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Eron

In: Business and Management

Submitted By tiantian220
Words 323
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Enron Corporation
Overview: The Enron scandal, revealed in October 2001, eventually led to the bankruptcy of the Enron Corporation, an American energy company based in Houston, Texas, and the de facto dissolution of Arthur Andersen, which was one of the five largest audit and accountancy partnerships in the world. In addition to being the largest bankruptcy reorganization in American history at that time, Enron was attributed as the biggest audit failure.
Issue: Enron, once the countries seventh-largest company according to the Fortune 500, is a good example of how greed and the desire for success can transform into unethical behavior. Good ethics in business would be to compete fairly and honestly, to communicate truthfully and to not cause harm to others. These are things that Enron did not seem to display, which led to Enron’s operations file for bankruptcy in 2001.
Enron’s scandal has become one of the most talked about forms of unethical business behaviors. The company’s collapse resulted from the disclosure that it had reported false profits, used accounting methods that failed to follow generally accepted procedures. Both internal and external controls failed to detect the financial losses disguised as profits for a number of years. Enron’s managers and executives retired or sold their company stock before its price went down. Enron employees lost their jobs and most of their retirement savings invested in Enron stock.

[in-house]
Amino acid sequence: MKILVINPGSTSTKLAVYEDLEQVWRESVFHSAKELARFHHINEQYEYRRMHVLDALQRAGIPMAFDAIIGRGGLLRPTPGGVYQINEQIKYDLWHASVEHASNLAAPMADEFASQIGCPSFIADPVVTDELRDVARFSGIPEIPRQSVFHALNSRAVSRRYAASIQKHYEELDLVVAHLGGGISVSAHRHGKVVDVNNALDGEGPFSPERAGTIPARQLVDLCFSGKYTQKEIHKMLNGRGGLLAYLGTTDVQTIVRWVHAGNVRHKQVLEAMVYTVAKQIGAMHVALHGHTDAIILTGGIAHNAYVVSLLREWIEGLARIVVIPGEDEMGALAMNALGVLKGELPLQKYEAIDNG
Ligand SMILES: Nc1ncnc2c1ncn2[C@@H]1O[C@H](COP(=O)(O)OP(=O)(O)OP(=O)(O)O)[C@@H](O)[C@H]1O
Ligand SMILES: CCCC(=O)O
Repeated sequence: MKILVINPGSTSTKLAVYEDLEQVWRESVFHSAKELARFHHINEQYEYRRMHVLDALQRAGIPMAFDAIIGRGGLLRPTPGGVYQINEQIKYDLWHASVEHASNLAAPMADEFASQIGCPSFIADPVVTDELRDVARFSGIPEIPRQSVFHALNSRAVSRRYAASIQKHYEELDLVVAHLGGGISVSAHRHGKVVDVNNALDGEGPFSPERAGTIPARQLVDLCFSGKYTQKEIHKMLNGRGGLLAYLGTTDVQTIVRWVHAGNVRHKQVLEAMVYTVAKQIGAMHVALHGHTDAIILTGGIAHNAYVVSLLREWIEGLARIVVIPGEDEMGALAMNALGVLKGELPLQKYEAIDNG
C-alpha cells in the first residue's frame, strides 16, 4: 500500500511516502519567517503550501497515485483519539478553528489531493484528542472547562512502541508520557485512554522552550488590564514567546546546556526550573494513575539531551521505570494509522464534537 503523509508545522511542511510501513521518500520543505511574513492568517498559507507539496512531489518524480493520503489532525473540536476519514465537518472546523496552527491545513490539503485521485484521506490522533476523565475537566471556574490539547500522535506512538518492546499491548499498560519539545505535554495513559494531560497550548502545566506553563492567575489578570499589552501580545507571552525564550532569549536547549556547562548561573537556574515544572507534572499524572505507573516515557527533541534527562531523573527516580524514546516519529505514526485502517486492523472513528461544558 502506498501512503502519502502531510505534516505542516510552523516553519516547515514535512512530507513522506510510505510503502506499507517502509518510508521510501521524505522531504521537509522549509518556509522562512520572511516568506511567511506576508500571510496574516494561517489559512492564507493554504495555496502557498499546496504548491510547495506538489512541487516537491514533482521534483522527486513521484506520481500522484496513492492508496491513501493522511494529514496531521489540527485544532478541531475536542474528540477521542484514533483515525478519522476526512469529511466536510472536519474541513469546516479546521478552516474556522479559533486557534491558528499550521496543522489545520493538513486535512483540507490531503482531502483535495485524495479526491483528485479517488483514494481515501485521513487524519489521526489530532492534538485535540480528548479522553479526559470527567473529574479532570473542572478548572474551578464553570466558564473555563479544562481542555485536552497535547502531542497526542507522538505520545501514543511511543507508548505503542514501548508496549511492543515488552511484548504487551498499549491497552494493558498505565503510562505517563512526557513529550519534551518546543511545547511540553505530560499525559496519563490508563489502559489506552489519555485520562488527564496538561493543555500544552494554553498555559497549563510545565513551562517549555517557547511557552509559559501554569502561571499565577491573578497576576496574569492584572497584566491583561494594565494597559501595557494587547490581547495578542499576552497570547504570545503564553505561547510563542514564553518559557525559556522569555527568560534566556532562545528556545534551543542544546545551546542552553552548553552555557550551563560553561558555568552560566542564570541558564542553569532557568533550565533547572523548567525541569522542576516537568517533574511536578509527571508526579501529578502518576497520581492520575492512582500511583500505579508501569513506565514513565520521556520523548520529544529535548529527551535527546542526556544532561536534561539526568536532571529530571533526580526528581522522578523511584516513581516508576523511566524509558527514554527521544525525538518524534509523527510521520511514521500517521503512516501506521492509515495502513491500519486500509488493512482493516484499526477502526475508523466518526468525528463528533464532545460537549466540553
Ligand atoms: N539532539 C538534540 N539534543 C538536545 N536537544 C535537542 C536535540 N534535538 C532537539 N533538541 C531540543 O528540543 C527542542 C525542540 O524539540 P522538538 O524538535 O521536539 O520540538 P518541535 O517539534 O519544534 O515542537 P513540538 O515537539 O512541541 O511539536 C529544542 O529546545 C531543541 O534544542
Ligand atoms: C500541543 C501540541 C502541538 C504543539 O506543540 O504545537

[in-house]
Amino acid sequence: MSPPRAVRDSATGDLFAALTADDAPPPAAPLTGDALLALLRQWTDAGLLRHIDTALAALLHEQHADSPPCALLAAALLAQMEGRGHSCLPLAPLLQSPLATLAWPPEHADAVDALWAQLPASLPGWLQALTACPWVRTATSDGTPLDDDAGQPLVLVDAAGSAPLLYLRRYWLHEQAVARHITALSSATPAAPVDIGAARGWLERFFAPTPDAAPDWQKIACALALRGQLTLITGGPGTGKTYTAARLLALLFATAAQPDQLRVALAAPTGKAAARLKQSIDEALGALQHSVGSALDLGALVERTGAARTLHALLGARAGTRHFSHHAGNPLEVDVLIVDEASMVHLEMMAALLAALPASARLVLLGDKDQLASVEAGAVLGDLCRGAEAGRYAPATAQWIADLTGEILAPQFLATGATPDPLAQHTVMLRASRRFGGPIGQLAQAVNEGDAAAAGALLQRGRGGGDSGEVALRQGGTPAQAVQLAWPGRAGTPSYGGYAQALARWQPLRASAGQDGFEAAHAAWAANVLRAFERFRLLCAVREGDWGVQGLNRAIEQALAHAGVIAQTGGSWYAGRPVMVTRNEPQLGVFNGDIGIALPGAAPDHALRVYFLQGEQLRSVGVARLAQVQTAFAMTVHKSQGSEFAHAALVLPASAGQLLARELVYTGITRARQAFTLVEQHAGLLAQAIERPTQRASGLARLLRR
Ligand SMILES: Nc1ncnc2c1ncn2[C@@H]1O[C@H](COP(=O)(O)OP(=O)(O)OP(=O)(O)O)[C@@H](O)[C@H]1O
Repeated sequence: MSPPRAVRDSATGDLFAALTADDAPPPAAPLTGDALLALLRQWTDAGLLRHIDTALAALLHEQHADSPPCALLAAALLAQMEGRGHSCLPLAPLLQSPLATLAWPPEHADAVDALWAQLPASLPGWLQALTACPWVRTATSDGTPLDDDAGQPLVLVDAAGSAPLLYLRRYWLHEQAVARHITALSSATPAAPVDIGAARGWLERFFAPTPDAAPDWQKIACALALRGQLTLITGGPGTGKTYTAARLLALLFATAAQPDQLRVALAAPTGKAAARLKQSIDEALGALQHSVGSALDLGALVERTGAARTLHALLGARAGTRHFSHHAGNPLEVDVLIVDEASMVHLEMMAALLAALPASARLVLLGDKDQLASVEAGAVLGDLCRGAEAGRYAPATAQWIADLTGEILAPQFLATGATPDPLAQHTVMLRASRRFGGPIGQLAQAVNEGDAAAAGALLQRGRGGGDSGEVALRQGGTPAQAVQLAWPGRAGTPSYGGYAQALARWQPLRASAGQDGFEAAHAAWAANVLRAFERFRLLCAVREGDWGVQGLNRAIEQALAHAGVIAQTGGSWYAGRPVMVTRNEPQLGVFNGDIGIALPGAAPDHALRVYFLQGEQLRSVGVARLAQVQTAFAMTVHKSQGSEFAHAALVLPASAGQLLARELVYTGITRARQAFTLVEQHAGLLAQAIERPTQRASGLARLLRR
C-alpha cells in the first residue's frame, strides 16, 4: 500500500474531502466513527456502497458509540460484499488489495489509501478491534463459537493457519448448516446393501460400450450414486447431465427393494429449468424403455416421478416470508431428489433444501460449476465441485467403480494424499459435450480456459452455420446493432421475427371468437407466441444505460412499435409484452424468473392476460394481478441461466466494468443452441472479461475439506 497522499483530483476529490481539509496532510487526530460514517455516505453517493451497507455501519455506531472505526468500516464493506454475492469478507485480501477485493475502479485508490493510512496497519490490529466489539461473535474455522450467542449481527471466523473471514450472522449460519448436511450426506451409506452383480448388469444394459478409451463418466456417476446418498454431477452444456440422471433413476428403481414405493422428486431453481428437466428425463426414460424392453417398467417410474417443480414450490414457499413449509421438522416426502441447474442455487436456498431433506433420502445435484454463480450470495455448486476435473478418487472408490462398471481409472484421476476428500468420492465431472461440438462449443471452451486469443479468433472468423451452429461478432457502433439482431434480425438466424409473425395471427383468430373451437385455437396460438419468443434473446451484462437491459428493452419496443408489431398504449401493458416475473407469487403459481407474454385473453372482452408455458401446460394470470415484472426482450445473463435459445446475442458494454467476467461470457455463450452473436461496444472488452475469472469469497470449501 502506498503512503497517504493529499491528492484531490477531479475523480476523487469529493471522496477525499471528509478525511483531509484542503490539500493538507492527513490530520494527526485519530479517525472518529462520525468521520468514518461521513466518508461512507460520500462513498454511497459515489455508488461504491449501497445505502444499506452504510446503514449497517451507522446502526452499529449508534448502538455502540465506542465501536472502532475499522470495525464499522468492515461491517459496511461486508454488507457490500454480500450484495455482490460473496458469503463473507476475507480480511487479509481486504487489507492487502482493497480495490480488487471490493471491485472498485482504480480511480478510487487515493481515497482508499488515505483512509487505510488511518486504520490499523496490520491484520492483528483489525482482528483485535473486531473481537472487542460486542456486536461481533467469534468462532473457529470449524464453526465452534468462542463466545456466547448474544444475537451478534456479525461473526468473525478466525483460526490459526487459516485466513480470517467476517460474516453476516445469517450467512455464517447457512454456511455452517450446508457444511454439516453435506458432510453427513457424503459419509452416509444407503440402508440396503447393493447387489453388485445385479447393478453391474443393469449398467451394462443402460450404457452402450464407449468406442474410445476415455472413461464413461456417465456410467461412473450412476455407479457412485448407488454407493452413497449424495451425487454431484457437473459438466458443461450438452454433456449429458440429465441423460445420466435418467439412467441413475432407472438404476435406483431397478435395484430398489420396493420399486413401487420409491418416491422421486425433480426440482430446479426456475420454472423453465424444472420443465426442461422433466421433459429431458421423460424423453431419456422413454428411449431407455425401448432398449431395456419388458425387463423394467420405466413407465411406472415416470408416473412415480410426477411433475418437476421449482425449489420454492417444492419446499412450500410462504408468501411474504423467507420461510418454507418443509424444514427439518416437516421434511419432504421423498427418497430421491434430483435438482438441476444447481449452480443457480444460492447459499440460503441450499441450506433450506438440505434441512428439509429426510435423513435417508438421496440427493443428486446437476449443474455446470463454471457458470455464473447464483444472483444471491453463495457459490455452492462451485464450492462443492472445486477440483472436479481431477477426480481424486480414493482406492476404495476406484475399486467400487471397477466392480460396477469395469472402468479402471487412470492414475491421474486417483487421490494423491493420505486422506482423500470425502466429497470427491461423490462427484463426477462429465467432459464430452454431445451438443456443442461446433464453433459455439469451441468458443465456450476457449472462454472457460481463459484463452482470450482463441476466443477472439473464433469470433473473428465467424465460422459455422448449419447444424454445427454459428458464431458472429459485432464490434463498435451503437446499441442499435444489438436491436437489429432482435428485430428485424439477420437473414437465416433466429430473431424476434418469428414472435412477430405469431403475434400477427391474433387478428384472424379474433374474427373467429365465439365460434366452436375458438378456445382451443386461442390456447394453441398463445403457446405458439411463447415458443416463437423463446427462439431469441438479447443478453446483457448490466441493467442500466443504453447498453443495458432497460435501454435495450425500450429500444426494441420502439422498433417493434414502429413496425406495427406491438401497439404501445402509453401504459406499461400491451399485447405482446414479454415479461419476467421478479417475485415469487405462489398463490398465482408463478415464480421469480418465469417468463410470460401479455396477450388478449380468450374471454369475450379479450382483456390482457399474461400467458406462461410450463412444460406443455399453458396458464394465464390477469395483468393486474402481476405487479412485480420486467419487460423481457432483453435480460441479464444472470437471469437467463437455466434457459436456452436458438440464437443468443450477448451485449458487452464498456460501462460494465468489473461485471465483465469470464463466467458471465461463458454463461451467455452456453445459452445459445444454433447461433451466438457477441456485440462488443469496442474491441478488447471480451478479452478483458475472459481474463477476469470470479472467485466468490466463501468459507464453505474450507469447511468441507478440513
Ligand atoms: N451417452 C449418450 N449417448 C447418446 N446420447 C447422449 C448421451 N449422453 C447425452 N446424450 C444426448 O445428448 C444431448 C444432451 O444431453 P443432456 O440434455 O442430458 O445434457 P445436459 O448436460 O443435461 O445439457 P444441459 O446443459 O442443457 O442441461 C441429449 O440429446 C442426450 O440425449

Enron’s dishonesty and misleading business ethics unfolded when a Fortune article made people wonder whether Enron’s stock was overpriced. Enron’s executives were later charged with fraud, money laundering and conspiracy. Other companies, such as Arthur Anderson, Citigroup, and Merrill Lynch, also played roles in Enron’s scandal.
To make a long story short, even though a business main goal is to make money, it pays to practice good…...

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